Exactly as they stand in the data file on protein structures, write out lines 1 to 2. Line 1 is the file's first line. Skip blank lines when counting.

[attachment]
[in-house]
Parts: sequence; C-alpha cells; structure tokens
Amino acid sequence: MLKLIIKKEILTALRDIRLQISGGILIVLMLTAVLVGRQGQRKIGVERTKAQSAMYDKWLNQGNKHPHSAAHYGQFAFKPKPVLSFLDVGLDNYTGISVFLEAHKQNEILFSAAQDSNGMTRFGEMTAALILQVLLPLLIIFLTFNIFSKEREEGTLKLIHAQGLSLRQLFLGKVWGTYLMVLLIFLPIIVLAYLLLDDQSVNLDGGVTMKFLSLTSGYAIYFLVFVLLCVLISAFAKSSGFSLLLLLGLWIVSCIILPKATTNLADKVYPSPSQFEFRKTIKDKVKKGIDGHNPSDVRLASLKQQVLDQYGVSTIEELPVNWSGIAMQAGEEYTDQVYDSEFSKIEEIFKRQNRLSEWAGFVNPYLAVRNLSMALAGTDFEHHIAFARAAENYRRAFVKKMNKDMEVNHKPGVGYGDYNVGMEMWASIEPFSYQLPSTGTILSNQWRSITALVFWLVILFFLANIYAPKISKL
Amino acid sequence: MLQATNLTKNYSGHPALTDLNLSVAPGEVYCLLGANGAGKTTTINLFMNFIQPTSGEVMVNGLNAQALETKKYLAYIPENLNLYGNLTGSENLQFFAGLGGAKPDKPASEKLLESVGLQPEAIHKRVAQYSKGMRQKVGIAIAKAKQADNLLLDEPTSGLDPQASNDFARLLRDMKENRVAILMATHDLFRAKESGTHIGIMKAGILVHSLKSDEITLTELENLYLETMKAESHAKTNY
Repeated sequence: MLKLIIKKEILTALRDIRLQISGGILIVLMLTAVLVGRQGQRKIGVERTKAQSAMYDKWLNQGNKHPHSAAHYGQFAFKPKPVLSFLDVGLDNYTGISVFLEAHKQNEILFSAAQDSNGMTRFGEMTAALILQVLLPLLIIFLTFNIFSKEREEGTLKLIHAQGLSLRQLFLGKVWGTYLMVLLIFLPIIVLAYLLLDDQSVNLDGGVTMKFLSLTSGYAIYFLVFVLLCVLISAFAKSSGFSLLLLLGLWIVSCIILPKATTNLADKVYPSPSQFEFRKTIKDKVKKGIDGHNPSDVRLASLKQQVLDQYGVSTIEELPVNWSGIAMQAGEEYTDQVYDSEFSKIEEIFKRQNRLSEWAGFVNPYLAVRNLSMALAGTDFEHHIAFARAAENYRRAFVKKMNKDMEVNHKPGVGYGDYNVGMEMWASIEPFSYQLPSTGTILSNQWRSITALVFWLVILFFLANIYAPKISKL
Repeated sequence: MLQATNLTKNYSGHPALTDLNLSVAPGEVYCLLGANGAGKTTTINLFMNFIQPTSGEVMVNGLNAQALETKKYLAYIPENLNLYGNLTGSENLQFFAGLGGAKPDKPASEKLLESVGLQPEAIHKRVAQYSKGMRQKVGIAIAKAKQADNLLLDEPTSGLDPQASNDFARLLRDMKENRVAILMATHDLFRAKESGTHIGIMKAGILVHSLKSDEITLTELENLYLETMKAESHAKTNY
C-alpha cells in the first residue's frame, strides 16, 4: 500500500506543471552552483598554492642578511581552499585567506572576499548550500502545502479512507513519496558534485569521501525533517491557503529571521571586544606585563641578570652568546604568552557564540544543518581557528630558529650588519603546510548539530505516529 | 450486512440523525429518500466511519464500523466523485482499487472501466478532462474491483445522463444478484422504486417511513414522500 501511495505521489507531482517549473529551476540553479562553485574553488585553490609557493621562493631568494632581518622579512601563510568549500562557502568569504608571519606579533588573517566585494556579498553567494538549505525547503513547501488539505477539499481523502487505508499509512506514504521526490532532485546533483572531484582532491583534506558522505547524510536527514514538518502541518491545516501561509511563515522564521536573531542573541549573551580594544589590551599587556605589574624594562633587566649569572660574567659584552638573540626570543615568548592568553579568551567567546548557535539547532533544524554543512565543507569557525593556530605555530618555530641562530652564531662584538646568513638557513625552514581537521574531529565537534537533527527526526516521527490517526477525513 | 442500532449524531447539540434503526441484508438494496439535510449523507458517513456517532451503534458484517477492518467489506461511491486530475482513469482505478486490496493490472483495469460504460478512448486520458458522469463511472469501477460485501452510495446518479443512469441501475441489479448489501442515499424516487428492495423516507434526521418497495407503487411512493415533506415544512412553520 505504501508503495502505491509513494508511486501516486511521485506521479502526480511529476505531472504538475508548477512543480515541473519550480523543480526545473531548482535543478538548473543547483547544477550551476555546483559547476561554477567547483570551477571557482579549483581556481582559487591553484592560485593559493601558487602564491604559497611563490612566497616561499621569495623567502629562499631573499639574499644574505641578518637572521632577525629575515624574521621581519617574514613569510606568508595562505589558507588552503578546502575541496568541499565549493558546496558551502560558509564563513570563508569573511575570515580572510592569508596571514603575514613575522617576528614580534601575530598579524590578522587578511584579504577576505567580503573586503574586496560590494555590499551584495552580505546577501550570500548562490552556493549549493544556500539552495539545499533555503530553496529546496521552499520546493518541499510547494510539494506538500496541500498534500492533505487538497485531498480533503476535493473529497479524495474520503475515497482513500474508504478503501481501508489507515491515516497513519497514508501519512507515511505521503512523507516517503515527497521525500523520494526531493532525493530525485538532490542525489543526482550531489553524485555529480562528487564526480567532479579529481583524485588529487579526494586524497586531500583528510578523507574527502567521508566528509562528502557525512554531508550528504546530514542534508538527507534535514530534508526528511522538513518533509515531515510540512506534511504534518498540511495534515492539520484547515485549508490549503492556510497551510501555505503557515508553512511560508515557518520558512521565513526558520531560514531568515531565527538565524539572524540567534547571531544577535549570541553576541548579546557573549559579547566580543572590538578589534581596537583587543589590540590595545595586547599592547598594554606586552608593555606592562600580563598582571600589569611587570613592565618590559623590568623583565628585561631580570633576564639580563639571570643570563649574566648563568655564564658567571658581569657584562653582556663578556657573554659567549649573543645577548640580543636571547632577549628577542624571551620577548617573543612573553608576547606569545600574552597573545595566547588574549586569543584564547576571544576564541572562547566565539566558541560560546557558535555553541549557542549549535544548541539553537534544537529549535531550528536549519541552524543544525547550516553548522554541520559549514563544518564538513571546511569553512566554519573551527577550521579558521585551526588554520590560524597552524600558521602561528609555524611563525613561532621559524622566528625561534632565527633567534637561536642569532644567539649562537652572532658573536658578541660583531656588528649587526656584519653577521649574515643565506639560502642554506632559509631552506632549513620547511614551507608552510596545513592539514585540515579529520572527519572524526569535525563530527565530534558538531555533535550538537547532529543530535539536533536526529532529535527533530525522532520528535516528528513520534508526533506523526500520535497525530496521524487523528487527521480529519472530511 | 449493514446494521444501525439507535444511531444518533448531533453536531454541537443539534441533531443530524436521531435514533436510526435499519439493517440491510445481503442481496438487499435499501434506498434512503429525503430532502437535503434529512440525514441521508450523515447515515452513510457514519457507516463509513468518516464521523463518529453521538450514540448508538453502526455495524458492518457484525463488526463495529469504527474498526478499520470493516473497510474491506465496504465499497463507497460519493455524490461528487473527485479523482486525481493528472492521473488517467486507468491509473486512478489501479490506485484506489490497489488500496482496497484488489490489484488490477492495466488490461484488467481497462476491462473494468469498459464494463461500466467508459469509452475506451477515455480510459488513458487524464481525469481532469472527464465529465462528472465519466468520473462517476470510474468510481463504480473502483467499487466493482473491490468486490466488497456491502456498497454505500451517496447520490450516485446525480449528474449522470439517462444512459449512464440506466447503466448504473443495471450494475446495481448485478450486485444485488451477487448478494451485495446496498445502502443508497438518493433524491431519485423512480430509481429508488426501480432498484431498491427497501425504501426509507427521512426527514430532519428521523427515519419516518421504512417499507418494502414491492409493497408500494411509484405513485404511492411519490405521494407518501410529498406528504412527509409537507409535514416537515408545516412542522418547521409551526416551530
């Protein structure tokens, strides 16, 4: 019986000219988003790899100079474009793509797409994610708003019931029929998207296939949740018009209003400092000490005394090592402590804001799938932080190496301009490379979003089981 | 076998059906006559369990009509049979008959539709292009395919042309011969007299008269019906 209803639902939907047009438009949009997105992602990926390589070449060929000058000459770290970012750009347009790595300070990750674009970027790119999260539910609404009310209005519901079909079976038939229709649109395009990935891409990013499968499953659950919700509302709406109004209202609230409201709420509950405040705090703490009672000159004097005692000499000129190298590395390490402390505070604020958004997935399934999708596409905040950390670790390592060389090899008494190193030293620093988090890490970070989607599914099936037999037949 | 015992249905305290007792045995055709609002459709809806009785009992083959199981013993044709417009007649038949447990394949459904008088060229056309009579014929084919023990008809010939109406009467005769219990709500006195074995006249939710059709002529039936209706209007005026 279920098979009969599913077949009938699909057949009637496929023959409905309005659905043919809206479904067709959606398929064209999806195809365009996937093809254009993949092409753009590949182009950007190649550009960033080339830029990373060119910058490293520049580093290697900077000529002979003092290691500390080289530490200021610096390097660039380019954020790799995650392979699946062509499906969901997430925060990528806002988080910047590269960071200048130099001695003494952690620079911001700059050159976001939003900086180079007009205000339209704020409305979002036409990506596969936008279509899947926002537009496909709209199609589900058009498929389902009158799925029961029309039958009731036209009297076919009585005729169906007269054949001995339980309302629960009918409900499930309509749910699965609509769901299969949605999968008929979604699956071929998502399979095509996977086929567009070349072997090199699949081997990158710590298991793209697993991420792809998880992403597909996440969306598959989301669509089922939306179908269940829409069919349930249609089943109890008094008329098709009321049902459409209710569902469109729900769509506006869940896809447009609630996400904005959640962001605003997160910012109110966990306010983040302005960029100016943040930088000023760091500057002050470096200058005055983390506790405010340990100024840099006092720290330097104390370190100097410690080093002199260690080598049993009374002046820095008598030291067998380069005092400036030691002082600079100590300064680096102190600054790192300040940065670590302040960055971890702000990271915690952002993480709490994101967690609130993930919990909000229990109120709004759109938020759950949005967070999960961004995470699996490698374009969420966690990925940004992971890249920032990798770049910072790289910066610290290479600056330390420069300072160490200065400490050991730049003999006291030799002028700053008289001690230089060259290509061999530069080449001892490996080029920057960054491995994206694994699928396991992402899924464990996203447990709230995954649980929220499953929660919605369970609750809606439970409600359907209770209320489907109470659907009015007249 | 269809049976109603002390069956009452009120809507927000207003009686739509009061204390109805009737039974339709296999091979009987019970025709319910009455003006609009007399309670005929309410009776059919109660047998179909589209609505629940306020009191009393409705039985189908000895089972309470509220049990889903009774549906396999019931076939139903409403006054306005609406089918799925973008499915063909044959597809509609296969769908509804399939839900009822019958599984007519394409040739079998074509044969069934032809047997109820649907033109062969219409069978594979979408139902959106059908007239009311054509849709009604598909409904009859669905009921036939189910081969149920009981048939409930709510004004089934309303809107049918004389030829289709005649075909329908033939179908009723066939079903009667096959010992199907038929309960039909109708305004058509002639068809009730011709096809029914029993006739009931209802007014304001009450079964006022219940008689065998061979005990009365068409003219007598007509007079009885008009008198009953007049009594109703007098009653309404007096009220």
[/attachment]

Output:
[in-house]
Parts: sequence; C-alpha cells; structure tokens